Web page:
Serna v. Texas Department of State Health Services is a pioneering lawsuit which championed children born in the United States to undocumented parents. This lawsuit challenged a Texas policy that made it impossible for undocumented immigrant parents to obtain certified copies of birth certificates for their Texas-born children. This article argues that, by requiring forms of identification out of reach for most undocumented immigrants to apply for a certified copy of a birth certificate in Texas, the State deprived the U.S. citizen children of their rights. The case focuses on Texas, but the issue transcends state lines, and this article looks at the requirements for applying for a certified copy a birth certificate throughout the United States and the implications of these policies for U.S.-born children of undocumented parents. Using Serna as a backdrop, this article considers how unreasonably denying citizens access to their birth certificates interferes with the full rights of their citizenship. To do so, this article explores the arguments made by both parties in Serna to recommend strategies for advocates and sympathetic policy-makers to remove barriers preventing undocumented immigrants from obtaining their children’s birth certificates.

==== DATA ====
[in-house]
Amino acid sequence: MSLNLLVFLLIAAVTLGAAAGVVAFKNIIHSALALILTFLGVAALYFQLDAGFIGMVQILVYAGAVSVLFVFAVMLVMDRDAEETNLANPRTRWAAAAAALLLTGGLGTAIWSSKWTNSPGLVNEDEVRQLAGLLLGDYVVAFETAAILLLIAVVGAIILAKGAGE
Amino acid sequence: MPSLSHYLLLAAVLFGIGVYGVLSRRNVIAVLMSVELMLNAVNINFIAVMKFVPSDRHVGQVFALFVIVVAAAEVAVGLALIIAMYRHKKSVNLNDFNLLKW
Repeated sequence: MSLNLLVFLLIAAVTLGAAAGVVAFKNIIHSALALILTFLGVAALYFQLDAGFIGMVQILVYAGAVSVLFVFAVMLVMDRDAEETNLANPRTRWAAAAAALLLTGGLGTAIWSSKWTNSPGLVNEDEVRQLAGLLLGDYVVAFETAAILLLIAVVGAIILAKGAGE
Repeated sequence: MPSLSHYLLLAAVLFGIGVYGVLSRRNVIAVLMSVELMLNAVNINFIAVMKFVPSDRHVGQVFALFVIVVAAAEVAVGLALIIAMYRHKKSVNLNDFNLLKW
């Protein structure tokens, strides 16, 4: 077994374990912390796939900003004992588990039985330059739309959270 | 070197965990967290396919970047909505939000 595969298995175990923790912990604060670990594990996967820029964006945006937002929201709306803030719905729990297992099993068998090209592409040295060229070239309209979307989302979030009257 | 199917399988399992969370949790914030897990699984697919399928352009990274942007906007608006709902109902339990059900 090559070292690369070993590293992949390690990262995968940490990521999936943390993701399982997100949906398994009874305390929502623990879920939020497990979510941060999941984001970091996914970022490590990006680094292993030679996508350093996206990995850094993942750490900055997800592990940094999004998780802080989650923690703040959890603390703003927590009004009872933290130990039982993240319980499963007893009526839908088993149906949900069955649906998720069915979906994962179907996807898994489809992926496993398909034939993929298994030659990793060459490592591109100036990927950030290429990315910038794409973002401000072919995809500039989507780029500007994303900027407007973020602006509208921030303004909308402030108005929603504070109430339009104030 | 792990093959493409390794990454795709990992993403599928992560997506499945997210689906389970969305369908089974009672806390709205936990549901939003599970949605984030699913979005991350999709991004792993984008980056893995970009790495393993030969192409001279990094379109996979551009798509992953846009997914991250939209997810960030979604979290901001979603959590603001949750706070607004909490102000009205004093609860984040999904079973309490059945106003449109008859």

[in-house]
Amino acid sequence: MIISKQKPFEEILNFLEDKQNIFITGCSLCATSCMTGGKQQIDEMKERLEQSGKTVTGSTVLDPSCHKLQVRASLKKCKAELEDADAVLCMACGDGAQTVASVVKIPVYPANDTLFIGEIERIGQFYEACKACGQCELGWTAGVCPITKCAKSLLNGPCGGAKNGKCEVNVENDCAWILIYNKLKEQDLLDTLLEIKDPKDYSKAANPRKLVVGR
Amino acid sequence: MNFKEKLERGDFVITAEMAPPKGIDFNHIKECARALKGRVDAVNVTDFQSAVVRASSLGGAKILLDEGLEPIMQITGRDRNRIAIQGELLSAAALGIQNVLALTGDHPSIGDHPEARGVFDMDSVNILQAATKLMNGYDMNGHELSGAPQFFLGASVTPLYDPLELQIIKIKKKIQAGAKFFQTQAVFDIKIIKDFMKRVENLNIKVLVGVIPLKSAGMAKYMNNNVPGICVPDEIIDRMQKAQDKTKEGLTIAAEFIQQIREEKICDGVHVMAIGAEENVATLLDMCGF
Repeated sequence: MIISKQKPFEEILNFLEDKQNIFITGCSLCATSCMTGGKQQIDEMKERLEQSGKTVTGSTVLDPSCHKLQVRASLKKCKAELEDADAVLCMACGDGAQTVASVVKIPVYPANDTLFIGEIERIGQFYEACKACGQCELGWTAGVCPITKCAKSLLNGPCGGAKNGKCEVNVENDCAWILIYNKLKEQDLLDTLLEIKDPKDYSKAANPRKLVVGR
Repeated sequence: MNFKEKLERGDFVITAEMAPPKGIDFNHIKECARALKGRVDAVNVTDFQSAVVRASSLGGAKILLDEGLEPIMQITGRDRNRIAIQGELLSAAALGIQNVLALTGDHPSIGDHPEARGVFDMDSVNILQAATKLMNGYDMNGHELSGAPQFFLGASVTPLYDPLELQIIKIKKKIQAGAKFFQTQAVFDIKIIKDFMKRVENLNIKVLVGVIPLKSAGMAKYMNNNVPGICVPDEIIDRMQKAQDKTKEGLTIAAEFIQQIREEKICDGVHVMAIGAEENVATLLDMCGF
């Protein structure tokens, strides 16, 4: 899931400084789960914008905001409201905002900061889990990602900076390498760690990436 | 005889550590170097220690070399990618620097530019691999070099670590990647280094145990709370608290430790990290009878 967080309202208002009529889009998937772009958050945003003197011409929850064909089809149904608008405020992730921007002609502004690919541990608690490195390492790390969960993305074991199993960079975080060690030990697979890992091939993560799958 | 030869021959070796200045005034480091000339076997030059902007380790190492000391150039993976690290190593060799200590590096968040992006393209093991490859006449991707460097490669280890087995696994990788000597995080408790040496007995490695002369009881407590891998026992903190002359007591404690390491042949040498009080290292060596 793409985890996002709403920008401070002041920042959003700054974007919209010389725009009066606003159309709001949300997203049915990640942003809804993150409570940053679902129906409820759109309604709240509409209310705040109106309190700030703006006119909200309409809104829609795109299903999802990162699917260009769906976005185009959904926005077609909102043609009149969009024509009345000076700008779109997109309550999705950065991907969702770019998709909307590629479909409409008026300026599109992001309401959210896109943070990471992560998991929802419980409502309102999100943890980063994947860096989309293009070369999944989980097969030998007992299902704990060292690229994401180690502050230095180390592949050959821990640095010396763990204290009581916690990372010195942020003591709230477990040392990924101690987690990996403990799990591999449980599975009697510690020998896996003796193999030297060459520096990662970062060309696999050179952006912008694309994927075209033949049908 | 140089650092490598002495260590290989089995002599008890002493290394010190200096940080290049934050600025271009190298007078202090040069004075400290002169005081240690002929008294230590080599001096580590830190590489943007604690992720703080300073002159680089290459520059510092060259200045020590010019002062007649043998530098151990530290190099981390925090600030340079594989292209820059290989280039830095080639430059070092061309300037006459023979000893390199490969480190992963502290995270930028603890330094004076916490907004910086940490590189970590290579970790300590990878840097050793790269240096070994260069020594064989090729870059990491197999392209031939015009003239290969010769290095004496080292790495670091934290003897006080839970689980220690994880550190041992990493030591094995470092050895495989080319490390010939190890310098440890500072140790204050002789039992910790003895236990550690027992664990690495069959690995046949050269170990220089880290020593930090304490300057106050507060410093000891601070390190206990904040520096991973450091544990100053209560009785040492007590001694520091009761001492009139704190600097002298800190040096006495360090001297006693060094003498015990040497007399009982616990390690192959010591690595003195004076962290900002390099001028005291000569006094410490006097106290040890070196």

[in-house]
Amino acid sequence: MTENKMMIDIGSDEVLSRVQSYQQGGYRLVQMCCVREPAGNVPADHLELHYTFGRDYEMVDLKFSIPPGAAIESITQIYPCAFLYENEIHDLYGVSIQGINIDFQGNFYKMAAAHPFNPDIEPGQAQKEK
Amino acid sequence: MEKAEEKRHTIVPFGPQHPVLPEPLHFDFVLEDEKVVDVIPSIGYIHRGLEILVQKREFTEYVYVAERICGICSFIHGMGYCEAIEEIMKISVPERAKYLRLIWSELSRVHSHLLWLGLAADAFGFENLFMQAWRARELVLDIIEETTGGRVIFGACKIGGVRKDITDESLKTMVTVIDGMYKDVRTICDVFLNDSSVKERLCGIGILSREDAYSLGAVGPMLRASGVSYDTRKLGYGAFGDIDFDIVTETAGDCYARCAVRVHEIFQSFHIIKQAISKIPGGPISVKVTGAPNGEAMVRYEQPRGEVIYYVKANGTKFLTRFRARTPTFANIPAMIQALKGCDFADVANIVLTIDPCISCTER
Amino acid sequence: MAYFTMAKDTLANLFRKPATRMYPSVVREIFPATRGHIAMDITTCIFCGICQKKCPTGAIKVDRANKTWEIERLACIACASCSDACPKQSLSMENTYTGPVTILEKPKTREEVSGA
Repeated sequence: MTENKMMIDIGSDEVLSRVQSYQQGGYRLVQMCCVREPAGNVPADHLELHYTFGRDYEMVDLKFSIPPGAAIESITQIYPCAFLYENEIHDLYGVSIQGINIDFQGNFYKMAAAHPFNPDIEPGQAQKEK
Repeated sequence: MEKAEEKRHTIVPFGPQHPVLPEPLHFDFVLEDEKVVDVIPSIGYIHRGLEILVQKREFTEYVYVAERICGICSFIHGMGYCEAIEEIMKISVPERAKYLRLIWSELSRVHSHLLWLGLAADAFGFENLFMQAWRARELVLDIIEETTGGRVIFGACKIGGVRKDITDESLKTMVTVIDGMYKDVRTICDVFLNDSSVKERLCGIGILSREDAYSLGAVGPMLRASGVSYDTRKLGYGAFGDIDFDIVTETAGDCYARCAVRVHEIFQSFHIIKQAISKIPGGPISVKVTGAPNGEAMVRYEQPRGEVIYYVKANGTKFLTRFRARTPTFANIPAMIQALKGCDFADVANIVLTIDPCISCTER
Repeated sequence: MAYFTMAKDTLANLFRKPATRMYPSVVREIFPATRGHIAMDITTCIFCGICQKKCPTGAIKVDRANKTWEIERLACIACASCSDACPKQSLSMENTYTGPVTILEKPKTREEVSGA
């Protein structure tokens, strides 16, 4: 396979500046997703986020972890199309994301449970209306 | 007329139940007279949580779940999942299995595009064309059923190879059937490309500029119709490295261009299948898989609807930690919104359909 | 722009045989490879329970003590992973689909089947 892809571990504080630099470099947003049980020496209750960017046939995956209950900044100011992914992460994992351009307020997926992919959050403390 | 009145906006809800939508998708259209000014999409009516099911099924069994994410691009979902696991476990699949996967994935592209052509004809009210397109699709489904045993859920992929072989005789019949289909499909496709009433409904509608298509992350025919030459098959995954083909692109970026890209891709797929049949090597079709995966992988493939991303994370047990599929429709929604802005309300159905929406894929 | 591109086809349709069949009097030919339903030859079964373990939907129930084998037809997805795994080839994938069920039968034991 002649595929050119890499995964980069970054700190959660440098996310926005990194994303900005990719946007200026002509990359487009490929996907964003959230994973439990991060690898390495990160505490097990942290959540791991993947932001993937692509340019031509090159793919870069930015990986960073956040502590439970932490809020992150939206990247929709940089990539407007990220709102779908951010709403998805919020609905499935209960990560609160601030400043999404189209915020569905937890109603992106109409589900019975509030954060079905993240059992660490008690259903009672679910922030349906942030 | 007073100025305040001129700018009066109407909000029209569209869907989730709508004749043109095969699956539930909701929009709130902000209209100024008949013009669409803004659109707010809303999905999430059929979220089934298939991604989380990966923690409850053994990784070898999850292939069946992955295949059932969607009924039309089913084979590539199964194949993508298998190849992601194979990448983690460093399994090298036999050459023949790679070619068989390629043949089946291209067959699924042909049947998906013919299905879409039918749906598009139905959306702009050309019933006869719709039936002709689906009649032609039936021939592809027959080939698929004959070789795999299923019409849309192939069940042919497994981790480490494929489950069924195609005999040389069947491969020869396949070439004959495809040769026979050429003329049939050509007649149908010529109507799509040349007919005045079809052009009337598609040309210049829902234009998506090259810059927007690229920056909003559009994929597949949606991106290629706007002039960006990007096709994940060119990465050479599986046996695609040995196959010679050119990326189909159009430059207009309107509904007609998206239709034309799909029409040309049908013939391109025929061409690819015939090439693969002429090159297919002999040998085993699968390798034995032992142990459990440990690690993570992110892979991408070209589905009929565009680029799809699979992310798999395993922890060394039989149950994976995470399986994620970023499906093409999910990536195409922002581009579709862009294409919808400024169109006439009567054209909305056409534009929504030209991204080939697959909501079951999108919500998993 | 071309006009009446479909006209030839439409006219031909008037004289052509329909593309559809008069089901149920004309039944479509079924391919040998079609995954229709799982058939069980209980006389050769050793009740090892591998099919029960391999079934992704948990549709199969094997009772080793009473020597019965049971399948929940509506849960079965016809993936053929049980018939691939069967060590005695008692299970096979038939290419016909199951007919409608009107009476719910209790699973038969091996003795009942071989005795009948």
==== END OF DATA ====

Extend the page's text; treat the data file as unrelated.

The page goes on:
The discriminatory laws, practices, and policies promised and delivered by President Trump have social, political, and economic ramifications. First, they reinforce misconceptions about Islam as an inherently violent religion. Second, they breed intolerance, fear, and hostility among the general population
Scholars discuss the most significant immigration-related cases before the U.S. Supreme Court, their ramifications, and what to expect in 2020.
In 2001, the New York Court of Appeals unanimously ruled, in Aliessa v. Novello, that it was unconstitutional for New York State to bar immigrants who lawfully reside in the United States from receiving state-funded Medicaid benefits.
Migrant children fleeing violence in their native countries have experienced severe psychological trauma before and after entering the country when we separated them from their families and placed them in detention facilities, and some families remain separated.